Made with Loving Care

Blanketing the Islands with warmth and security.

Project Linus Hawaii chapter assistant, Kathleen Stacey (left) with coordinator Lynne Bautista in Hilo.

Photo: Robbyn Peck

Who didn’t have a blanket—which eventually disintegrated into scraps—that they clutched when they were little? These blankets not only provide warmth, but also security, which is the concept behind Project Linus.

“The origin of Project Linus was to make blankets for terminally ill children,” says Lynne Bautista, the national nonprofit’s chapter coordinator in Hilo. The nonprofit was first established in 1995 after Karen Loucks read an article about a 3-year-old girl undergoing chemotherapy who said that her blanket helped her get through her cancer treatments. Loucks even got approval from the Charles Schulz family—the creator of the cartoon “Peanuts,” featuring Linus and his famous blue blanket—to use the name and image of Linus in coordination with the nonprofit.

Three years later, donated ­­­quilts were making their way across the Big Island by way of a high school class project. In 1998, Bautista’s daughter applied for a grant from the national nonprofit to open a chapter in Hawaii. Although she’s long since graduated and moved to the Mainland, Bautista has continued the work.

"Whatever the children are going through, a nice brand-new blanket helps a little." —Lynne Bautista

Project Linus operates through “blanketeers,” people who sew, crochet or knit blankets to donate. The only requirements are that the blankets are new, child friendly and washable. “I’m always amazed at how beautiful and ornate the blankets are,” says Kathleen Stacey, the chapter assistant and an avid crocheter for 30 years. “It’s surprising, because all these blankets are for donation and so much time and effort was put into them.”

Although many blankets are dropped off anonymously, several women regularly sew or crochet blankets for the nonprofit. Bautista adds that they’ve also had student groups donate.

The last step in the process is Bautista’s approval. “As a coordinator I make sure the blanket is OK and then sew on a blanket tag that says, ‘Made with loving care by Project Linus,’ and then give them to organizations or individuals who are in need.”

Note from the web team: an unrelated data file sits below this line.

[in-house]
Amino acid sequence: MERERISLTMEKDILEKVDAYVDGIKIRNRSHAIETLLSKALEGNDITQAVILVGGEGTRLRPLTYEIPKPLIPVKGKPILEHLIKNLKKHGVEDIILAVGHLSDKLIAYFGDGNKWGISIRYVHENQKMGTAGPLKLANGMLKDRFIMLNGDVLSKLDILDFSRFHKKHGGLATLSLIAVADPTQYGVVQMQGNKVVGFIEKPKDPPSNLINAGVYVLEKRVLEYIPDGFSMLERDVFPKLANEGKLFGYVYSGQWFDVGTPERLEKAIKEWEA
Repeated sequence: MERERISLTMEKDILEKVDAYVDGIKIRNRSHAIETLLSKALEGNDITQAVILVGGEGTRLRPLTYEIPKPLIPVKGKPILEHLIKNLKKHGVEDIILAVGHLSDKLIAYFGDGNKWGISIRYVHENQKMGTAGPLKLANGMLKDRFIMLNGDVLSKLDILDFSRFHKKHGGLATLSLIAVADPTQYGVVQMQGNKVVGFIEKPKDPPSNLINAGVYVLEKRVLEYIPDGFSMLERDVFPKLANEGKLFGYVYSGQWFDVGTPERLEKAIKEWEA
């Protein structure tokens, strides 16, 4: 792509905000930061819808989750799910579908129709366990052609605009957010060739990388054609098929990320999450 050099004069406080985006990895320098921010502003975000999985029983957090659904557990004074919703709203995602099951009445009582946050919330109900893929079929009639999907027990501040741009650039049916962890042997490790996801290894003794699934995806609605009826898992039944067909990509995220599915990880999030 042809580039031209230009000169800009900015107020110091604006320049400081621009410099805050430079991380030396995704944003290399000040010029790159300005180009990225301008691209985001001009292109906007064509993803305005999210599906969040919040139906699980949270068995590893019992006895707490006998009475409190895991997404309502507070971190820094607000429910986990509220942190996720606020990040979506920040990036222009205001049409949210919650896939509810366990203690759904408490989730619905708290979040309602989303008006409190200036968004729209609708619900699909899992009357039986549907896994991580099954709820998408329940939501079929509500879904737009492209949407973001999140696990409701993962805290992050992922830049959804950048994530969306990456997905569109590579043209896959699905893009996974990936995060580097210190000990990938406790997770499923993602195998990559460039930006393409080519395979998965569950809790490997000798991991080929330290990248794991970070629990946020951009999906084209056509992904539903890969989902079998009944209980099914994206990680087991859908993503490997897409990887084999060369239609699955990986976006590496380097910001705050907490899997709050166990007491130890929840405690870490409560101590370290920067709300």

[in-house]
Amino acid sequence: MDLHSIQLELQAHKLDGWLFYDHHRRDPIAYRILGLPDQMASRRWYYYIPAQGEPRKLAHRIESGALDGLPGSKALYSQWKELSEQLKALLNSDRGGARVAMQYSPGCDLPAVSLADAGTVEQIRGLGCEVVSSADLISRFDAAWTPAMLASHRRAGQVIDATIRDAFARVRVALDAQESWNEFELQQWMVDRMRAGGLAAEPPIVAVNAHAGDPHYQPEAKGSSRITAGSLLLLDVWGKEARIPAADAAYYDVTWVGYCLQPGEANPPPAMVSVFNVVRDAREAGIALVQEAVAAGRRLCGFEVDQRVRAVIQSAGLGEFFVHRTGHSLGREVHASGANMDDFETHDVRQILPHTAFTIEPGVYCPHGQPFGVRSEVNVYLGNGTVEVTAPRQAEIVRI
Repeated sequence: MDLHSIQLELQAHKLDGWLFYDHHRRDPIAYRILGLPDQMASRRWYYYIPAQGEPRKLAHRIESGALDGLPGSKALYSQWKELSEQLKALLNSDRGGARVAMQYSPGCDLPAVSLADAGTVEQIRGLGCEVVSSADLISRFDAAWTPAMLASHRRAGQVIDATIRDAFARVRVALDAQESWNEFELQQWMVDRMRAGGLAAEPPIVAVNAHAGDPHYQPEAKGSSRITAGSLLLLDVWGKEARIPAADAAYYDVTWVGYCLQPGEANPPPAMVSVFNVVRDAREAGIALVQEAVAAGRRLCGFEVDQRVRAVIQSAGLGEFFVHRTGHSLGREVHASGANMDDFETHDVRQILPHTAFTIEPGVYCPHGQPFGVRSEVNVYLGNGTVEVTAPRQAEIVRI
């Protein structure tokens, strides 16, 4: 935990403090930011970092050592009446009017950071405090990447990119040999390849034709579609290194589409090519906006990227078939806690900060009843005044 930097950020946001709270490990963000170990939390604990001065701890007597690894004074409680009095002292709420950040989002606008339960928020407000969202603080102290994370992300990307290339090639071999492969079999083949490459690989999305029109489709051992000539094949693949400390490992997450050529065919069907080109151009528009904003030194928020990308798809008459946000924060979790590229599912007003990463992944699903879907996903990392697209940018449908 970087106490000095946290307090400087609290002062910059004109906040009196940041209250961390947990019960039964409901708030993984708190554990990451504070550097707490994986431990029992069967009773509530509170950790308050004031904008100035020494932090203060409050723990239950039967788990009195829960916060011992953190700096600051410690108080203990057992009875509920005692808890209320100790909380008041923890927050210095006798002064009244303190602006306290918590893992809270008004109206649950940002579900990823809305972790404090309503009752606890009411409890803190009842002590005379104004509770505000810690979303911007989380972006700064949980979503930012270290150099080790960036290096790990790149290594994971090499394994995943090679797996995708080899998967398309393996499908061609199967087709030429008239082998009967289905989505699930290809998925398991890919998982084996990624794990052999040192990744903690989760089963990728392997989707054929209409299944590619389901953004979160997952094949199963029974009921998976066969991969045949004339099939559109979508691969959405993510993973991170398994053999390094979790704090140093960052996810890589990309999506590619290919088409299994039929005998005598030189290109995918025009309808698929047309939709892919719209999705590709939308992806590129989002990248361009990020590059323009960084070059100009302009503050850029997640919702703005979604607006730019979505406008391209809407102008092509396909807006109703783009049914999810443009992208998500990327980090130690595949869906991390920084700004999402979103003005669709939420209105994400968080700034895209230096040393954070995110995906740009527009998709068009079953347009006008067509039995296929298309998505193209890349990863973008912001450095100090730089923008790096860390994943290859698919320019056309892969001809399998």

The chapter typically donates to organizations on the Big Island, such as homeless shelters, child welfare services, the Ka‘u Family Health Center and “any individual who comes to my attention,” adds Bautista. “If they’re very ill or have had a family tragedy, I’ll make sure they receive a blanket, too.”

Blankets have also been donated to children on Oahu. “When we first started, we sent a shipment of 100 blankets to Kapiolani Children’s Hospital,” says Bautista. They’ve also sent blankets to the Marine Corps Base Hawaii in Kaneohe to a few children whose fathers were killed on deployment in Iraq. She adds that they still try to send blankets over when they are able. “We would send a lot more over if we could, but blankets are big and heavy and it’s expensive.”

Stacey adds that they are trying to recruit blanketeers on Oahu to extend Project Linus there. “We do get a lot of interest on Oahu, but we don’t have any steady contacts,” she says. “Hopefully that will change.” There originally was a branch on Oahu, but after the coordinator moved, it shut down.

In the course of four years, Project Linus Hawaii has received more than 1,700 blankets.

On average it receives 10 to 15 blankets per month. “I know that sounds like a small number, but to the child who receives that one blanket, it really makes a difference,” says Bautista.

Last month the nonprofit held a blanket drive in honor of Making a Difference Day on October 25, with three blanket-making sessions the weekends before to boost the drive’s success. All the blankets from the event went to the East Hawaii and West Hawaii Child Welfare Services in Hilo.

“Whatever the children are going through, a nice, brand-new blanket helps a little,” says Bautista. “It really keeps me going, knowing they appreciate it.”

How to Help Project Linus
If you love to sew, crochet or knit and want to donate blankets to Project Linus, or start another chapter, visit For more information on the Hilo chapter, contact Lynne Bautista at 808-959-0042 or email Kathleen Stacey at

The drop off site for Project Linus Hawaii is at Discount Fabric Warehouse in Hilo, on 933 Kanoelehua Ave.